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Switzerland officially off OECD tax grey list


Swiss President Hans-Rudolf Merz says he is "proud" that the country is off an international list of tax havens but has warned that Switzerland is not in the clear.

On Friday, the Organisation for Economic Co-operation and Development (OECD) said Switzerland had been officially removed from the so-called grey list of tax havens.

The announcement came after Bern signed its 12th revised double taxation accord, with Qatar, on Thursday.

“We have received a respite but we are not out of the firing line,” Merz told “There are trends within the European Union for an automatic exchange of information [in tax matters]. They are in particular being pushed by France and Germany.”

The Paris-based OECD, backed by the G20 group of major economies, had put Switzerland on the list for failing to comply with its directives on tax evasion.

Merz, who was in New York at the United Nations General Assembly’s 64th session, told a news conference on Thursday that “intensive work” had shown its rewards. He called the grey list “ominous”.

The Swiss president, who also holds the finance portfolio, said Switzerland would continue pursuing accords with other states and that negotiations were continuing.

New accords

Observers see the signing of the 12th double taxation agreement as a major step for foreign clients of Swiss banks, but add it does not mean that pressure on the country’s banking secrecy will ease completely.

Bern announced in March that it would comply with OECD norms on tax matters after pressure from the big players within the G20. It meant the end of the distinction between tax fraud and tax evasion.

François Savary, chief investment officer of the Reyl Asset Management bank, told that leaving the “grey list” would help to “calm things down… It will help us to go about our business in a more relaxed atmosphere”.

“Is this the end of the attacks [against Switzerland]? We shall see. It’s not necessarily the end of international pressure but we can hope to reach a balance between banking secrecy and the desire by other states to gain concessions from Switzerland.”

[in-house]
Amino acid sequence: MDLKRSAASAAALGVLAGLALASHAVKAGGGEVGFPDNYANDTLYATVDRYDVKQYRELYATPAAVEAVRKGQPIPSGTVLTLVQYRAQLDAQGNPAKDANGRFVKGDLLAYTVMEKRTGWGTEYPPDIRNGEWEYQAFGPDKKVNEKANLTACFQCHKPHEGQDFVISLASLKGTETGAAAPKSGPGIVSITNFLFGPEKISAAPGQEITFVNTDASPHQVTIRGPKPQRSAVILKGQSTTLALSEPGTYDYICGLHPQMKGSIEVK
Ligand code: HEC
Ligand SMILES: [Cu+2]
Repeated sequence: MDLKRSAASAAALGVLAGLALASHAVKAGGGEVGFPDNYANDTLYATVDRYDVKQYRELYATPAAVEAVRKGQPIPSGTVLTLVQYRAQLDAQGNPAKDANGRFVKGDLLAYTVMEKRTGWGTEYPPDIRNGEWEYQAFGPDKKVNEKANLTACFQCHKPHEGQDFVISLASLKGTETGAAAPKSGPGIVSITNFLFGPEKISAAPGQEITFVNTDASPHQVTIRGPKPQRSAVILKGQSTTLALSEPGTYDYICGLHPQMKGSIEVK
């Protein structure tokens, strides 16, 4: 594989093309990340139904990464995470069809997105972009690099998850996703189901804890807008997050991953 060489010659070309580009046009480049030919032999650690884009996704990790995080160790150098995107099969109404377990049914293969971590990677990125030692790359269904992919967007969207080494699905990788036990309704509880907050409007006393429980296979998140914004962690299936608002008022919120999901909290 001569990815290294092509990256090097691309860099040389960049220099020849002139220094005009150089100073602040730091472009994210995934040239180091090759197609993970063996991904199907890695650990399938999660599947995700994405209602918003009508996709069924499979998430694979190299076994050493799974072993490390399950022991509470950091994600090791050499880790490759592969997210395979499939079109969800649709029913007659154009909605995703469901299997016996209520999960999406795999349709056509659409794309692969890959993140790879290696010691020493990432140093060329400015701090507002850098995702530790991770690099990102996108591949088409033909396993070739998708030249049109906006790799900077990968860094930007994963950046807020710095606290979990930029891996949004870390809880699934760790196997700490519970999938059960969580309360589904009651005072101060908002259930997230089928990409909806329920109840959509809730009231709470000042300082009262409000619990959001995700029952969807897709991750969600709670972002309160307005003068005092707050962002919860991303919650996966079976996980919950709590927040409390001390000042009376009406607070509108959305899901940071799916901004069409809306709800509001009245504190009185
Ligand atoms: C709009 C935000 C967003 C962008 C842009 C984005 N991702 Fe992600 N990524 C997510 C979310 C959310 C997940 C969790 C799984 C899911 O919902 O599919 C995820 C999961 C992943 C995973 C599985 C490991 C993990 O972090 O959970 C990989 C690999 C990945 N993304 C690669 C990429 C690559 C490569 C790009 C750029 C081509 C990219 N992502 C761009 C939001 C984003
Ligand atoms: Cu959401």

The double taxation accords must still be accepted by the parliament and citizens may have the final say in a nationwide vote. The finance believes the first agreement will come into force in 2011.

Switzerland’s model of direct democracy may extend the time it takes to fulfil the OECD’s demands, which could be a disadvantage, according to Sergio Rossi, economics professor at Fribourg University.

“There is also a risk that in six months time, the figure of 12 accords signed will no longer be enough,” he told


The minimum of 12 double taxation accords set for Switzerland equals the number that both the United States and Britain have achieved.

Rossi says the spotlight will now be turned onto the remaining states that do not conform to OECD standards.

The result is that foreign clients of Swiss banks will have more “clarity” and “legal security”. The banks may also have to boost their image.

“The Swiss banking system will have to prove itself and communicate much more about its performance,” Savary said.

Rossi notes that foreign clients are mainly interested in the quality and expertise of Swiss banks, as well as the advice they receive. Switzerland was recently named the most competitive economy in the world by the World Economic Forum.

“For these clients, the great majority, depositing their money in Switzerland is still an interesting proposition. But for those clients who want to cheat the tax man, things have changed.”

Robert Brookes, (with input from Pierre-François Besson and Rita Emch in New York)

Switzerland has signed revised double taxation accords with Austria, Britain, Denmark, the Faroe Islands, France, Finland, Luxembourg, Mexico, Norway, Qatar, and the United States. The 12th state with which Bern has signed an accord is Spain. It is a particular case because it was already signed on June 29, 2006.

It allows Madrid the automatic right to apply new provisions signed by Switzerland with other European countries.

The OECD’s black list included those countries that have shown no progress in tax cooperation. There are currently no countries on this list.

The grey list contains countries which pledged to comply with OECD standards on tax matters but which have not signed revised double taxation agreements with at least 12 countries.

Belgium, Luxembourg and Austria have joined the white list of countries that comply.

The criteria are set to change. It will no longer be sufficient to sign 12 new accords and show good will. Countries will also have to demonstrate they are fighting against disparities in tax matters.

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SWI - a branch of Swiss Broadcasting Corporation SRG SSR